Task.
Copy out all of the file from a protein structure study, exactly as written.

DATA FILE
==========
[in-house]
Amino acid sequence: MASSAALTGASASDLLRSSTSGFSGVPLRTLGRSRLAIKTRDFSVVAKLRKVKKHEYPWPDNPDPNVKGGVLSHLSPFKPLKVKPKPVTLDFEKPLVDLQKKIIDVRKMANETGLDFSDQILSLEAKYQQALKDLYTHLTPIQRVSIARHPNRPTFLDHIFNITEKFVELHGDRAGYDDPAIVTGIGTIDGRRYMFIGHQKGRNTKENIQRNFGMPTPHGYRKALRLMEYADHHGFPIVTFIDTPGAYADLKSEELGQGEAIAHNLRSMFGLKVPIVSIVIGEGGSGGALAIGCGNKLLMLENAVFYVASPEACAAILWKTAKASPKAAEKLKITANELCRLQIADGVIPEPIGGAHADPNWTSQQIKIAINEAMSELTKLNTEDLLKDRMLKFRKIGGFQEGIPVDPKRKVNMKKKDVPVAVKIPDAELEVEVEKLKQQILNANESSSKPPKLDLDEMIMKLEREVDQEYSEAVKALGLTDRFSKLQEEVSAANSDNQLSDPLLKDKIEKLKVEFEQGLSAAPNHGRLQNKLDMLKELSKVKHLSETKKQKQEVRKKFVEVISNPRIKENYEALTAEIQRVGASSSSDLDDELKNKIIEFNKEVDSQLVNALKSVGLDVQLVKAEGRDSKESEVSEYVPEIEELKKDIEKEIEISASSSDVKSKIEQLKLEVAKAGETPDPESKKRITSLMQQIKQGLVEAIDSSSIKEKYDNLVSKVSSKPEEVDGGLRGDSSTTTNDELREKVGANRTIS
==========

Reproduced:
[in-house]
Amino acid sequence: MASSAALTGASASDLLRSSTSGFSGVPLRTLGRSRLAIKTRDFSVVAKLRKVKKHEYPWPDNPDPNVKGGVLSHLSPFKPLKVKPKPVTLDFEKPLVDLQKKIIDVRKMANETGLDFSDQILSLEAKYQQALKDLYTHLTPIQRVSIARHPNRPTFLDHIFNITEKFVELHGDRAGYDDPAIVTGIGTIDGRRYMFIGHQKGRNTKENIQRNFGMPTPHGYRKALRLMEYADHHGFPIVTFIDTPGAYADLKSEELGQGEAIAHNLRSMFGLKVPIVSIVIGEGGSGGALAIGCGNKLLMLENAVFYVASPEACAAILWKTAKASPKAAEKLKITANELCRLQIADGVIPEPIGGAHADPNWTSQQIKIAINEAMSELTKLNTEDLLKDRMLKFRKIGGFQEGIPVDPKRKVNMKKKDVPVAVKIPDAELEVEVEKLKQQILNANESSSKPPKLDLDEMIMKLEREVDQEYSEAVKALGLTDRFSKLQEEVSAANSDNQLSDPLLKDKIEKLKVEFEQGLSAAPNHGRLQNKLDMLKELSKVKHLSETKKQKQEVRKKFVEVISNPRIKENYEALTAEIQRVGASSSSDLDDELKNKIIEFNKEVDSQLVNALKSVGLDVQLVKAEGRDSKESEVSEYVPEIEELKKDIEKEIEISASSSDVKSKIEQLKLEVAKAGETPDPESKKRITSLMQQIKQGLVEAIDSSSIKEKYDNLVSKVSSKPEEVDGGLRGDSSTTTNDELREKVGANRTIS